Protestors have started targeting restaurants and businesses selling dog meat ahead of the 2014 Yulin dog meat festival in the southern Guangxi Zhuang autonomous region.
Retailers said animal rights groups and campaigners have been entering the city in the hope of saving dogs and putting a stop to the annual event.
The feast, which includes eating dog hotpot and lychees, is due to take place on 21 June to mark the summer solstice, although some locals have had the feast early to avoid protests.
According to Xinhua news agency, activists searching for dog slaughterhouses stopped a motorcyclist carrying eight animals. He eventually agreed to sell the dogs for 1,150 yuan (£110). They also bought six puppies at a dog market for 1,200 yuan.
Dog lover Yang Yuhua, 64, said: "As long as we can save one dog, we will do it."
As well as animal cruelty issues, lawyers and health authorities have warned the dog meat could be infected and poses a health risk because of the lack of official quarantines and inspections.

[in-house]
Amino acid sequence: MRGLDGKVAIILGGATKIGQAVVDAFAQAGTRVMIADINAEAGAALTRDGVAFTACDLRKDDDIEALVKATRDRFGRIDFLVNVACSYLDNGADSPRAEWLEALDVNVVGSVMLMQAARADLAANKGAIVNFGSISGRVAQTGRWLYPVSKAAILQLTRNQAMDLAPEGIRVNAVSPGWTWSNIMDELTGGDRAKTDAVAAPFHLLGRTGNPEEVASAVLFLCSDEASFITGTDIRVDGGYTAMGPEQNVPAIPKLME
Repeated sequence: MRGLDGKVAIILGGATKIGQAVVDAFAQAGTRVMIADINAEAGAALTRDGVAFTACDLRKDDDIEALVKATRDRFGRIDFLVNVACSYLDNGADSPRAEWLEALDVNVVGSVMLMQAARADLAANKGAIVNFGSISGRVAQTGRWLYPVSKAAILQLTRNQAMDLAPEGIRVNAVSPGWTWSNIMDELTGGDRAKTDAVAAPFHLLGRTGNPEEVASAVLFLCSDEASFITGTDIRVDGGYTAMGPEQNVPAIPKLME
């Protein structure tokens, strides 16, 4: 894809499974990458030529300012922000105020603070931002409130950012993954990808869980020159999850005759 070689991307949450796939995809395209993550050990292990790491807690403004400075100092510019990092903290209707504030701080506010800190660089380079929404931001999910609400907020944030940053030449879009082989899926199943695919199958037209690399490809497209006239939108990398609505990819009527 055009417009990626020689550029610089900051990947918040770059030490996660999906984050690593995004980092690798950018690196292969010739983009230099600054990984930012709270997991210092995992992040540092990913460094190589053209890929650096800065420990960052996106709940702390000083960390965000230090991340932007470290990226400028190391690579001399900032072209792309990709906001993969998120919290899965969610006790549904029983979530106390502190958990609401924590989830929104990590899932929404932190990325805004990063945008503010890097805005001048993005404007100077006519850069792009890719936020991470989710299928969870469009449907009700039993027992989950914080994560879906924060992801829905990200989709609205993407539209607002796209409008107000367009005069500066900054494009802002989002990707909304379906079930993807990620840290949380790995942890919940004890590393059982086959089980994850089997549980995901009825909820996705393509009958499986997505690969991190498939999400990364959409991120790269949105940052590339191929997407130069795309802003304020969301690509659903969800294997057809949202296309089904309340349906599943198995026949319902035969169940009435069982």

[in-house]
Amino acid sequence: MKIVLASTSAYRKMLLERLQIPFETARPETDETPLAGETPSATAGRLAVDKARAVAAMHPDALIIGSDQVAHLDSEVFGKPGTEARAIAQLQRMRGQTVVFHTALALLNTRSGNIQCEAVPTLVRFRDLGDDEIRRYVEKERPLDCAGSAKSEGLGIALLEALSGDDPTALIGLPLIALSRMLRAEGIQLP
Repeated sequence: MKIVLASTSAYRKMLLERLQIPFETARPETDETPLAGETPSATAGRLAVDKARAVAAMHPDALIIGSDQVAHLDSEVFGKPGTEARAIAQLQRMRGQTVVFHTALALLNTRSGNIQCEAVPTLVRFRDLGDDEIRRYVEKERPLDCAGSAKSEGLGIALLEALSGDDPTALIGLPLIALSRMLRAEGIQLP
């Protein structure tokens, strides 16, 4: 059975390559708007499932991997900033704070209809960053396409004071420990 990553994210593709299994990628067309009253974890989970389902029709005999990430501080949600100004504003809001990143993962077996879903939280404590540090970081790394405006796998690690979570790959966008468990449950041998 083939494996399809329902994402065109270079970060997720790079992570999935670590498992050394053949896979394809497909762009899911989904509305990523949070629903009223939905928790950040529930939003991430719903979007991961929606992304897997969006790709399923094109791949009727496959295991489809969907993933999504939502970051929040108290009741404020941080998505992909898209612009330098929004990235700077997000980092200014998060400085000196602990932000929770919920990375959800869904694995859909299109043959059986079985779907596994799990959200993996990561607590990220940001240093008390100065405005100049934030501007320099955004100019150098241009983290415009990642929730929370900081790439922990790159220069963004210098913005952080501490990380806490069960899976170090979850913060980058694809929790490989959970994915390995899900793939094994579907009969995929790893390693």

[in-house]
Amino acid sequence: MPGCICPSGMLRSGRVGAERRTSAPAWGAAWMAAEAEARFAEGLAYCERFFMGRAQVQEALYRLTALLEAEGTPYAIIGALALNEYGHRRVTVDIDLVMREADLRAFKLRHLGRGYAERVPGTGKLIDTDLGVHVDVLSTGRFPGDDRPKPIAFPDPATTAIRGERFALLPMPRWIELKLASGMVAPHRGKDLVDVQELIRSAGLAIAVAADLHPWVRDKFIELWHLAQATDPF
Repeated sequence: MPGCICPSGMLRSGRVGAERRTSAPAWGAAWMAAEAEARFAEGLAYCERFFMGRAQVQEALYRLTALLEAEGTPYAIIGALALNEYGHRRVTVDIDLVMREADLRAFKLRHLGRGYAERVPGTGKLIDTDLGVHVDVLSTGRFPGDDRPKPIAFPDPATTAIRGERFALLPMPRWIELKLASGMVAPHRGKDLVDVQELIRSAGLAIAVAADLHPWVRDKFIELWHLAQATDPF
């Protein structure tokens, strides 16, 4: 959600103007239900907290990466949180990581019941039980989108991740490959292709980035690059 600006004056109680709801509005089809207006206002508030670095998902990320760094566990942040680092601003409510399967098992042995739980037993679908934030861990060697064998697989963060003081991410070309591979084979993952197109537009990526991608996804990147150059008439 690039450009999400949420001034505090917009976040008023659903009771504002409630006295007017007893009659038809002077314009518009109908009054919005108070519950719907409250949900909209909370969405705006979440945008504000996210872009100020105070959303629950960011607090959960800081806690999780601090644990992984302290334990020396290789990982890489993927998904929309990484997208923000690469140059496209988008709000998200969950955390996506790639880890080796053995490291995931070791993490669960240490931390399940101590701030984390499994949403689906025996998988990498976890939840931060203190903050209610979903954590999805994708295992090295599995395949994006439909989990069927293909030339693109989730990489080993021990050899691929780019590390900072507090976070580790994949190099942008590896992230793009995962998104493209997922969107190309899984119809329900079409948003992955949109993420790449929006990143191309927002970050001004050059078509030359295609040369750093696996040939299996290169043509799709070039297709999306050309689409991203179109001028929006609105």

While many locals have said it is their right to hold the event – there is no law against eating dog meat – retailers said the national and international condemnation has led to fewer people celebrating.
"My grandfather, my father and I all sell dog meat. I could sell dozens of dogs a day last year during this time, but I only sold a few this year," one of the retailers said.
The protesting comes as a petition signed by 10,000 people was delivered to the Chinese government calling for the Yulin dog meat festival to be banned.
Humane Society International UK delivered the petition to the Chinese Ambassador in London.
In a letter, also sent to Chinese ambassadors in the US, Canada, Yulin and Guangxi, said: "Since its inception in 2009, the Yulin mass dog slaughter for the summer solstice celebration has attracted worldwide criticism.
"Right now, dogs are being cruelly bound, confined, trucked and slaughtered over long distances. Mass transport, slaughter, and consumption of dog meat during the summer solstice are high-risk activities against which responsible governments must intervene."